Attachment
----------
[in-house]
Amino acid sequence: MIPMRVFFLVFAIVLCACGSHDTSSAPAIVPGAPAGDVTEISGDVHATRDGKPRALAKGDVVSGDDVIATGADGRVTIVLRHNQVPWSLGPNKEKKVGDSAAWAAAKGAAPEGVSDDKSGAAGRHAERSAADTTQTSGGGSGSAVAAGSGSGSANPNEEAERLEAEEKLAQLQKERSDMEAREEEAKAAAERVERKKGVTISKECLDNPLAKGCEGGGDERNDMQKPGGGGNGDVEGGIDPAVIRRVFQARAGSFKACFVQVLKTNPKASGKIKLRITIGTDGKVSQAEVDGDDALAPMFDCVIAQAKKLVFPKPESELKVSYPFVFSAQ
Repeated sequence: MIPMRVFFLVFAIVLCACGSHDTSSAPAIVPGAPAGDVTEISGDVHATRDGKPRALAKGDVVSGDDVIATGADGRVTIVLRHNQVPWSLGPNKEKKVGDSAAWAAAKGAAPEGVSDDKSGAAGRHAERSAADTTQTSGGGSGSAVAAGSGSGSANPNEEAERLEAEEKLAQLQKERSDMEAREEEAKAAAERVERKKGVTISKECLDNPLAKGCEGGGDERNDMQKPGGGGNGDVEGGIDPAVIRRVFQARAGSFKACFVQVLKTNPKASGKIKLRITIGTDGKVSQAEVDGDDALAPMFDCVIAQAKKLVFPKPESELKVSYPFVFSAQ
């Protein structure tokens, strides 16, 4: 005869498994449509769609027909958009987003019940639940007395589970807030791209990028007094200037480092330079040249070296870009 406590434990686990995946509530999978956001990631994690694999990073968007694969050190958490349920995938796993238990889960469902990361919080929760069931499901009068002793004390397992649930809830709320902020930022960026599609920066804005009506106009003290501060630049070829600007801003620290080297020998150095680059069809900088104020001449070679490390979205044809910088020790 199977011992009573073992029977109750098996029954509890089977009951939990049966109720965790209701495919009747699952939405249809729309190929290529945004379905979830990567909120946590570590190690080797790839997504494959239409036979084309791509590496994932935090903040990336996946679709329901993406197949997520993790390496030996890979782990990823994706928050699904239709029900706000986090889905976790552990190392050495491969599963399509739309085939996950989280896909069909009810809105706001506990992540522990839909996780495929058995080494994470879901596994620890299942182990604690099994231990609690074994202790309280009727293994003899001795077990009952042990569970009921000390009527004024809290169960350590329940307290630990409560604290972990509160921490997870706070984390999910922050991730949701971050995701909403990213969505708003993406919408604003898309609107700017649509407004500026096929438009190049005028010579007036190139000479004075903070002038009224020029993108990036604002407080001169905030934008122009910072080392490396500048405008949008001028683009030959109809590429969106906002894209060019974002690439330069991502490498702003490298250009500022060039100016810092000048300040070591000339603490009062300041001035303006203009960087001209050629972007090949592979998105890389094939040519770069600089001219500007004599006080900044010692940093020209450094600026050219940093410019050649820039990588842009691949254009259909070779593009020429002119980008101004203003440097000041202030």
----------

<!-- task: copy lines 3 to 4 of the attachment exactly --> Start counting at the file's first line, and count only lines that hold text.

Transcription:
Repeated sequence: MIPMRVFFLVFAIVLCACGSHDTSSAPAIVPGAPAGDVTEISGDVHATRDGKPRALAKGDVVSGDDVIATGADGRVTIVLRHNQVPWSLGPNKEKKVGDSAAWAAAKGAAPEGVSDDKSGAAGRHAERSAADTTQTSGGGSGSAVAAGSGSGSANPNEEAERLEAEEKLAQLQKERSDMEAREEEAKAAAERVERKKGVTISKECLDNPLAKGCEGGGDERNDMQKPGGGGNGDVEGGIDPAVIRRVFQARAGSFKACFVQVLKTNPKASGKIKLRITIGTDGKVSQAEVDGDDALAPMFDCVIAQAKKLVFPKPESELKVSYPFVFSAQ
């Protein structure tokens, strides 16, 4: 005869498994449509769609027909958009987003019940639940007395589970807030791209990028007094200037480092330079040249070296870009 406590434990686990995946509530999978956001990631994690694999990073968007694969050190958490349920995938796993238990889960469902990361919080929760069931499901009068002793004390397992649930809830709320902020930022960026599609920066804005009506106009003290501060630049070829600007801003620290080297020998150095680059069809900088104020001449070679490390979205044809910088020790 199977011992009573073992029977109750098996029954509890089977009951939990049966109720965790209701495919009747699952939405249809729309190929290529945004379905979830990567909120946590570590190690080797790839997504494959239409036979084309791509590496994932935090903040990336996946679709329901993406197949997520993790390496030996890979782990990823994706928050699904239709029900706000986090889905976790552990190392050495491969599963399509739309085939996950989280896909069909009810809105706001506990992540522990839909996780495929058995080494994470879901596994620890299942182990604690099994231990609690074994202790309280009727293994003899001795077990009952042990569970009921000390009527004024809290169960350590329940307290630990409560604290972990509160921490997870706070984390999910922050991730949701971050995701909403990213969505708003993406919408604003898309609107700017649509407004500026096929438009190049005028010579007036190139000479004075903070002038009224020029993108990036604002407080001169905030934008122009910072080392490396500048405008949008001028683009030959109809590429969106906002894209060019974002690439330069991502490498702003490298250009500022060039100016810092000048300040070591000339603490009062300041001035303006203009960087001209050629972007090949592979998105890389094939040519770069600089001219500007004599006080900044010692940093020209450094600026050219940093410019050649820039990588842009691949254009259909070779593009020429002119980008101004203003440097000041202030």